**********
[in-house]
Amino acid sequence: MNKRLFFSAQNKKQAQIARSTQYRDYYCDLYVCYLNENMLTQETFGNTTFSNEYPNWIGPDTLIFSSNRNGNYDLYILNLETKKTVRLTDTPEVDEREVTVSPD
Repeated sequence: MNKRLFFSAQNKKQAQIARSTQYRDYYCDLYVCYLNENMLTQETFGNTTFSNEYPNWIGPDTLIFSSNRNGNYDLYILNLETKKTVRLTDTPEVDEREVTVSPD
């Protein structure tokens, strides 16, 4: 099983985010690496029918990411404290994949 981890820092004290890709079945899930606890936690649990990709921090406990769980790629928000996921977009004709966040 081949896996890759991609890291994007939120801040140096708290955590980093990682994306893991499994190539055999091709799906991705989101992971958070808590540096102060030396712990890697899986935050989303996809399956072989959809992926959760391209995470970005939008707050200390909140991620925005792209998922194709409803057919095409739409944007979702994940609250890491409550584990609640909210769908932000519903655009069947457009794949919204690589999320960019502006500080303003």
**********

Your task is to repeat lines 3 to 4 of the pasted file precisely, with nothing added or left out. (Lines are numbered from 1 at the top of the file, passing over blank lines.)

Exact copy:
Repeated sequence: MNKRLFFSAQNKKQAQIARSTQYRDYYCDLYVCYLNENMLTQETFGNTTFSNEYPNWIGPDTLIFSSNRNGNYDLYILNLETKKTVRLTDTPEVDEREVTVSPD
């Protein structure tokens, strides 16, 4: 099983985010690496029918990411404290994949 981890820092004290890709079945899930606890936690649990990709921090406990769980790629928000996921977009004709966040 081949896996890759991609890291994007939120801040140096708290955590980093990682994306893991499994190539055999091709799906991705989101992971958070808590540096102060030396712990890697899986935050989303996809399956072989959809992926959760391209995470970005939008707050200390909140991620925005792209998922194709409803057919095409739409944007979702994940609250890491409550584990609640909210769908932000519903655009069947457009794949919204690589999320960019502006500080303003």